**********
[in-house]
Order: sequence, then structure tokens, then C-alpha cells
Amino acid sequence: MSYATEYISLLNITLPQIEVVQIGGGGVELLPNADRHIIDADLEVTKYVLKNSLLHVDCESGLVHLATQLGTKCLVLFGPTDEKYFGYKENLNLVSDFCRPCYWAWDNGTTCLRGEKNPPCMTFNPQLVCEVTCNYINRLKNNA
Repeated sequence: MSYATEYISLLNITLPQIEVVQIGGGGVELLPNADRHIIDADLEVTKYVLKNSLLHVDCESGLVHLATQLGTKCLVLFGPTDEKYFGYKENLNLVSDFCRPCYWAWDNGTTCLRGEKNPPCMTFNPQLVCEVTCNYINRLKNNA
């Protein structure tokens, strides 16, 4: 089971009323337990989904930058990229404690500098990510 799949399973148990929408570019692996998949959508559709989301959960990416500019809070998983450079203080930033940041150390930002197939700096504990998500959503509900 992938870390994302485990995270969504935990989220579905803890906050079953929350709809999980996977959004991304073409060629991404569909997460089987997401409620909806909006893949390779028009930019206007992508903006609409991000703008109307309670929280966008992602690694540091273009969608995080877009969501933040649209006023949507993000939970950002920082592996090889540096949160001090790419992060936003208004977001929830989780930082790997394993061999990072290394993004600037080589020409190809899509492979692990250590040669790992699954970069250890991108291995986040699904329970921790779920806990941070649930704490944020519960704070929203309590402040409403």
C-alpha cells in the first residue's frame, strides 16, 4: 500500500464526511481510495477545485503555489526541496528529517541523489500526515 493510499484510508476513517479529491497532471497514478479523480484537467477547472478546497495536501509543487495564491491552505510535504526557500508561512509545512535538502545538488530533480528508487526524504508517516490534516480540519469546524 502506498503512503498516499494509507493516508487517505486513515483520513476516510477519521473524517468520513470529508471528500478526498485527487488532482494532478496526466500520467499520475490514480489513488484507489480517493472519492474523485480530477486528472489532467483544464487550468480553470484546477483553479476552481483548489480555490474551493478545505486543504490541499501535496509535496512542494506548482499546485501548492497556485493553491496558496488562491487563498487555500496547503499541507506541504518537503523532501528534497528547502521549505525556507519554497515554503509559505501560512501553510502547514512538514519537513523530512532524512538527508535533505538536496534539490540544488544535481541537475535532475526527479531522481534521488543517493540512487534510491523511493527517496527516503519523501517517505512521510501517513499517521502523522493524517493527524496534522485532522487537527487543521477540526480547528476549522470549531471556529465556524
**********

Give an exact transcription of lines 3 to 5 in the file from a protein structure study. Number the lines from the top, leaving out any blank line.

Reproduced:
Amino acid sequence: MSYATEYISLLNITLPQIEVVQIGGGGVELLPNADRHIIDADLEVTKYVLKNSLLHVDCESGLVHLATQLGTKCLVLFGPTDEKYFGYKENLNLVSDFCRPCYWAWDNGTTCLRGEKNPPCMTFNPQLVCEVTCNYINRLKNNA
Repeated sequence: MSYATEYISLLNITLPQIEVVQIGGGGVELLPNADRHIIDADLEVTKYVLKNSLLHVDCESGLVHLATQLGTKCLVLFGPTDEKYFGYKENLNLVSDFCRPCYWAWDNGTTCLRGEKNPPCMTFNPQLVCEVTCNYINRLKNNA
């Protein structure tokens, strides 16, 4: 089971009323337990989904930058990229404690500098990510 799949399973148990929408570019692996998949959508559709989301959960990416500019809070998983450079203080930033940041150390930002197939700096504990998500959503509900 992938870390994302485990995270969504935990989220579905803890906050079953929350709809999980996977959004991304073409060629991404569909997460089987997401409620909806909006893949390779028009930019206007992508903006609409991000703008109307309670929280966008992602690694540091273009969608995080877009969501933040649209006023949507993000939970950002920082592996090889540096949160001090790419992060936003208004977001929830989780930082790997394993061999990072290394993004600037080589020409190809899509492979692990250590040669790992699954970069250890991108291995986040699904329970921790779920806990941070649930704490944020519960704070929203309590402040409403």